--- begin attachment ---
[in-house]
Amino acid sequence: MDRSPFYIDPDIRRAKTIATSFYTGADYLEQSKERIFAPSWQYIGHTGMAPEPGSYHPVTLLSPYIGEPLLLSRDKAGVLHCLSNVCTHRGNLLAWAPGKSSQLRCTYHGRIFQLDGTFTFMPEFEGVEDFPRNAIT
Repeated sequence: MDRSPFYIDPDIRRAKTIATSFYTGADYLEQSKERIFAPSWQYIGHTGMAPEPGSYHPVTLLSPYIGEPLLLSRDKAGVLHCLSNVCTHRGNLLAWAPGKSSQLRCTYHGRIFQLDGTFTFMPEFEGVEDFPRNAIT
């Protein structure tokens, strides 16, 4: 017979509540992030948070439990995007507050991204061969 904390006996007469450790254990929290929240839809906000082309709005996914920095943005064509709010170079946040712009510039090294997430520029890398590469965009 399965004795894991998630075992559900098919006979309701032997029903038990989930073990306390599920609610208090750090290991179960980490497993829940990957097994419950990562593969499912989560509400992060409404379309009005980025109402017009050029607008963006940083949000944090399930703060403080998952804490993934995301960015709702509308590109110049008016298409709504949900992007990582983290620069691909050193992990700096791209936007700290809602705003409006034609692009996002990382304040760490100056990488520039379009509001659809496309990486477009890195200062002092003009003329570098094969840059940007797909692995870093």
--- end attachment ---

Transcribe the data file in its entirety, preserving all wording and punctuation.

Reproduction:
[in-house]
Amino acid sequence: MDRSPFYIDPDIRRAKTIATSFYTGADYLEQSKERIFAPSWQYIGHTGMAPEPGSYHPVTLLSPYIGEPLLLSRDKAGVLHCLSNVCTHRGNLLAWAPGKSSQLRCTYHGRIFQLDGTFTFMPEFEGVEDFPRNAIT
Repeated sequence: MDRSPFYIDPDIRRAKTIATSFYTGADYLEQSKERIFAPSWQYIGHTGMAPEPGSYHPVTLLSPYIGEPLLLSRDKAGVLHCLSNVCTHRGNLLAWAPGKSSQLRCTYHGRIFQLDGTFTFMPEFEGVEDFPRNAIT
């Protein structure tokens, strides 16, 4: 017979509540992030948070439990995007507050991204061969 904390006996007469450790254990929290929240839809906000082309709005996914920095943005064509709010170079946040712009510039090294997430520029890398590469965009 399965004795894991998630075992559900098919006979309701032997029903038990989930073990306390599920609610208090750090290991179960980490497993829940990957097994419950990562593969499912989560509400992060409404379309009005980025109402017009050029607008963006940083949000944090399930703060403080998952804490993934995301960015709702509308590109110049008016298409709504949900992007990582983290620069691909050193992990700096791209936007700290809602705003409006034609692009996002990382304040760490100056990488520039379009509001659809496309990486477009890195200062002092003009003329570098094969840059940007797909692995870093």